Diabetes and obesity
The fight against diabetes is not unique to America. Every country dealing with diabetes has struggled to lower its number of diagnoses. In fact, the statistics trend in the opposite direction. Over the past 30 years, as waistlines have grown and obesity rates have continued an upward climb, so, too, has the prevalence of diabetes. The trend has become so pervasive that in spring 2016, the World Health Organization issued its first ever Global Report on Diabetes.
The sheer numbers point to a dire need to up our game when it comes to prevention and treatment:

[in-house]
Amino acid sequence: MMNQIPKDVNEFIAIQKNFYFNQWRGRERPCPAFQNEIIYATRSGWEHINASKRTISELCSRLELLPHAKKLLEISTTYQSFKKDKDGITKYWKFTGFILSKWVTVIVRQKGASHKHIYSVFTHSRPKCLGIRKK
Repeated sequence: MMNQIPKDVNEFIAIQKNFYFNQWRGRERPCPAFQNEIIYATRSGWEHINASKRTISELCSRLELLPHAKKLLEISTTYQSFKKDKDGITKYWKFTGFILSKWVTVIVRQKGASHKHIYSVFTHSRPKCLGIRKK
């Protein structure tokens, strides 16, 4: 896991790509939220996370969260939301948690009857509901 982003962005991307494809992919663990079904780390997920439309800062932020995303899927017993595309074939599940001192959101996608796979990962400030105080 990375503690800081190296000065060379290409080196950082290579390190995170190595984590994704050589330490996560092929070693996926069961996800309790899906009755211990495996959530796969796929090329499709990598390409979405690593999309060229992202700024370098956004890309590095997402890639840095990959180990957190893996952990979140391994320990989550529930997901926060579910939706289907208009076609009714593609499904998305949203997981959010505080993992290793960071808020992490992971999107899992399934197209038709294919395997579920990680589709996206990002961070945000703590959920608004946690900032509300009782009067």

- 422 million – number of adults worldwide living with diabetes (this number has quadrupled since 1980)
- 1.5 million – number of deaths directly attributed to diabetes each year
Even some of the world’s most developed nations are not immune:
- United States – 9.1 percent of population has diabetes with a 35 percent obesity rate
- Germany – 7.4 percent of population has diabetes, with a 22.7 percent obesity rate
- New Zealand – 8.5 percent of population has diabetes, with a 30.6 percent obesity rate
- Canada – 7.2 percent of population has diabetes, with a 30.1 percent obesity rate
While the numbers are sobering across the board, low-and middle-income countries are hit hardest, as primary health care providers lack essentials to disease management such as insulin and other medication and technologies. The result: a disproportionate number of deaths due to diabetes as compared to higher-income nations.
This information originally appeared in the Summer/Fall 2016 issue of the Dental Journal.